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grounding the amp


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I have a Rane MA6S amp connected to a Yamaha RXV630 reciever. There is a buzz coming from all the speakers, I spoke with tech services at Rane and they said to ground the chasis of the amp and that should cure the problem. There is a chasis ground terminal on the amp, the equipment is in the room over the garage. What is the best way to get a good ground and is there anything else in a system that should have this type of ground?

Thanks, Jack.

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buzz's and hum's can be a real challenge.....

I spent the most time hunting down a buzz that ultimatley was caused by the ground prong of the pre-amp between an amp and a pre-amp.

I found it when I realized the buzz occured only when the pre-amp was connected...even if the pre-amp was off.

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There is a screw next to the plug on the back of a MA6s that would let you determine if the chasis ground is causing the buzz. I personally would not remove the screw other than to find the root cause. This ground should be on for personal saftey, less than an amp can kill you or someone that touchs the chassis.

I do not recommend running a sperate earth ground from your panel since ground loops can cause a buzz.

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It is usually your best choice, adding another ground opens up the oppurtunity for ground looping - buzz.
I have seen some funny, read scary, things with garge wiring. Does your grage have a seperate ground?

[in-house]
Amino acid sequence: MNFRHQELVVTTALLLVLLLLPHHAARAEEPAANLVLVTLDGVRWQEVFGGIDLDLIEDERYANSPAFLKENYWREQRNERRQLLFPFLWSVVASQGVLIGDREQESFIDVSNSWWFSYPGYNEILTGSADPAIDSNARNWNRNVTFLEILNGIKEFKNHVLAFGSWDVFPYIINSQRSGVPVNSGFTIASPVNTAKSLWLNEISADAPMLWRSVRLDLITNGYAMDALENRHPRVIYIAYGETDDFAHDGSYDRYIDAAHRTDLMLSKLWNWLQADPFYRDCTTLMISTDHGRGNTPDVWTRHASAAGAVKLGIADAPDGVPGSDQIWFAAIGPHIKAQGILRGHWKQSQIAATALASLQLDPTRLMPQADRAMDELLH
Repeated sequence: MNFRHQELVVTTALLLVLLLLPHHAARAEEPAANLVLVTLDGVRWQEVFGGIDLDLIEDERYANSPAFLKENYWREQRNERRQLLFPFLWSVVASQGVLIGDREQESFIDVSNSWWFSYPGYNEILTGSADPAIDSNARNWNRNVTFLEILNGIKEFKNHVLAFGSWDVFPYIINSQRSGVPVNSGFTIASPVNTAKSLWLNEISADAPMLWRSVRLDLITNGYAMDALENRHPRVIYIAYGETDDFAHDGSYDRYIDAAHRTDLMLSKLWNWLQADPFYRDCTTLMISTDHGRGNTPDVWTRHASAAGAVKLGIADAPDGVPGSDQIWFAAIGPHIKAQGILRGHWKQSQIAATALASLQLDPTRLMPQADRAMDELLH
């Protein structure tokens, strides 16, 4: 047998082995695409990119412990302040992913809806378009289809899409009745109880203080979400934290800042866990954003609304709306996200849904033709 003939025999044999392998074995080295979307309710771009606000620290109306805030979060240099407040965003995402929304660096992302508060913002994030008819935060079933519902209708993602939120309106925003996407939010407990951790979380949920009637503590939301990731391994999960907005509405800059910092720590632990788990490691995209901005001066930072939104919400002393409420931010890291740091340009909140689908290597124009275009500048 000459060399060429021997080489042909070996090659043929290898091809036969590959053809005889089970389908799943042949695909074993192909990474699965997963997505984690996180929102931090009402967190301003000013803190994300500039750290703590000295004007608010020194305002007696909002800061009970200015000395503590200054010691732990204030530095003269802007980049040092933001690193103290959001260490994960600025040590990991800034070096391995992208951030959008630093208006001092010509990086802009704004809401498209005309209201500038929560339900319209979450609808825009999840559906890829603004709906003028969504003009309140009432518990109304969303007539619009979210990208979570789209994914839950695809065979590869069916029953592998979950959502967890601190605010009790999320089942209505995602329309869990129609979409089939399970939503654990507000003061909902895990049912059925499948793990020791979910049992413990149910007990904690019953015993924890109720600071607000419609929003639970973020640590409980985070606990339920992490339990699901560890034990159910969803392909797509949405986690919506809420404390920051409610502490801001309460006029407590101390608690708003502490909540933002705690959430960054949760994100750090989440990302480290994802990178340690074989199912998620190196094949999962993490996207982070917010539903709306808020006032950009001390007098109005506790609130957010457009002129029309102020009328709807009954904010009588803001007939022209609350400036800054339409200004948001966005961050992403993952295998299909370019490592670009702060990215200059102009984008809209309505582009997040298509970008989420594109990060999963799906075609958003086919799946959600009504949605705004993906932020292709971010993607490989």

I am a little anal and have a Stereo Only Outlet. Sometimes other things on the same circuit, usually dimmer switches, can cause a buzz. There are no buzz dimmers out there but I do not want one on my stereo circiut. Sometimes I am really anal so I also ran the ground conductor outside of and away of the conductors supplying the outlet and also routed away from all the other wires in the house and brought through it' s own access hole in the panel straight to the ground bar to minimize any eletromagnetic interferance.
Even with all this wiring I had the same problem with a pre-amp as speakerfritz, I replaced it and the problem went away.
Let us know how it goes.
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I'm in a bonus room over a two car garage, it's a finished room with correct wiring. I think I'll try and tap off the ground terminal of a receptacle first, if that helps then I'll see if I can run a dedicated conductor from the ground bar in the electricial panel. Thanks for the help.

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I ran into a severe hum issue when I added a second Yamaha power amp to my system. Grounding to the nearest outlet didn't make any difference. What did solve the problem was grounding the two power amps to the receiver.

I ran a cable from the grounding screw on the receiver to one of the screws on the back of each power amp. I picked one of several screws that looked to be screwed into the power amp chassis. Since I couldn't tell whether the screw would be supporting something on the inside of the case, I just loosened it enough to attach a small forked connector attached to the cable and re-tightened the screw.

The hum immediately went away and hasn't returned.

I'm not sure if it matters or not, but the power amps and sub are plugged into one outlet, while the receiver and the rest of the electronics are plugged into a different outlet. However, the whole system is on a single circuit.

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Your equipment should be grounded at only point.

The simplest way to do this is to use a power strip/surge protector, or some other single "power source", which is grounded via its three prong plug into the wall outlet. ALL of the other equipment should use a two prong plug. Use a 3to2 prong plug adaptor if you need to. This will avoid any ground loops. It "lifts" the ground from the components and let's the ground "float" to seek it's own lowest level.

If you're still having hum/buzzing problems after that then something else is wrong somewhere else.

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